Compliance on a Budget – Some Network Monitoring is Better than None

Secure the Network

With businesses holding more data than ever before, the frequency of cyber breaches can only be expected to increase. Every business that handles personally identifiable data is subject to various privacy regulations and standards, such as US government privacy standards for health information (HIPPA), industry required standards for credit card transaction data (PCI-DSS), and voluntary standards for information security management (ISO 27001), etc.. Compliance often requires some form of network monitoring as both a best practice and security measure.  In this blog, we will pick the specific sections of these three standards and show how even a simple network access control device will satisfy these fundamental requirements.

The Health Insurance Portability and Accountability Act (HIPAA) establishes the standard for protecting sensitive patient data. Some people think this is a requirement limited to the Medical profession, however, any company that deals with protected health information (including their own employee’s data obtained in the course of normal Human Resources interactions)must be protected.  Entities must ensure that all the required physical, network, and process security measures are in place and enacted. Sections 164.306 and 164.312 set forth general rules for security standards and technical safeguards(key portions are underlined).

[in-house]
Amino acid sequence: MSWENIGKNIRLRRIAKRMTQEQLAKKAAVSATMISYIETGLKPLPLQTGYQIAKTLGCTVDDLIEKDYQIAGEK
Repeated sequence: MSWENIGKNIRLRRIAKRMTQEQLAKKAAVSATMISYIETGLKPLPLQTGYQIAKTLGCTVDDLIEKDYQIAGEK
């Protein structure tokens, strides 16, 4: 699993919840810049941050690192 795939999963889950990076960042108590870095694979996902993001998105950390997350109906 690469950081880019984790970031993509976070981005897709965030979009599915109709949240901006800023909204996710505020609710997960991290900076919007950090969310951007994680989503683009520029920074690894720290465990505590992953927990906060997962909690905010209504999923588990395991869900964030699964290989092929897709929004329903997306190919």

• § 164.306 Security standards: General rules.
    (a) General requirements. Covered entities and business associates must do the following:

(1) Ensure the confidentiality, integrity, and availability of all electronic protected health information the covered entity or business associate creates, receives, maintains, or transmits.
(2) Protect against any reasonably anticipated threats or hazards to the security or integrity of such information.

§ 164.306 Security standards: General rules
A covered entity must, in accordance with the general rule:
(a) Standard: Access control. Implement technical policies and procedures for electronic information systems that maintain ePHI to allow access only to those persons or software programs that have appropriately granted access rights.

Like many standards, the broad requirement lacks specific requirements for the level of protection required.  Instead, it relies upon the organization to implement the level of security appropriate for “reasonably anticipated” issues proportional to the volume and sensitivity of the data possessed by the organization.  A large hospital network will definitely be held to a higher standard for allowed access than a small business that uses self-insurance health plans.  However, both will be required to show what technology, policies and steps have been taken to “allow access only to those… appropriately granted access rights.”

The Payment Card Industry Data Security Standards (PCI-DSS) are technical and operational requirements set by the PCI Security Standards Council (PCI SSC) to protect cardholder data. The standards apply to all organizations that store, process or transmit cardholder data. Objective 4 and Objective 5 set forth access control and monitoring requirements (key portions are underlined).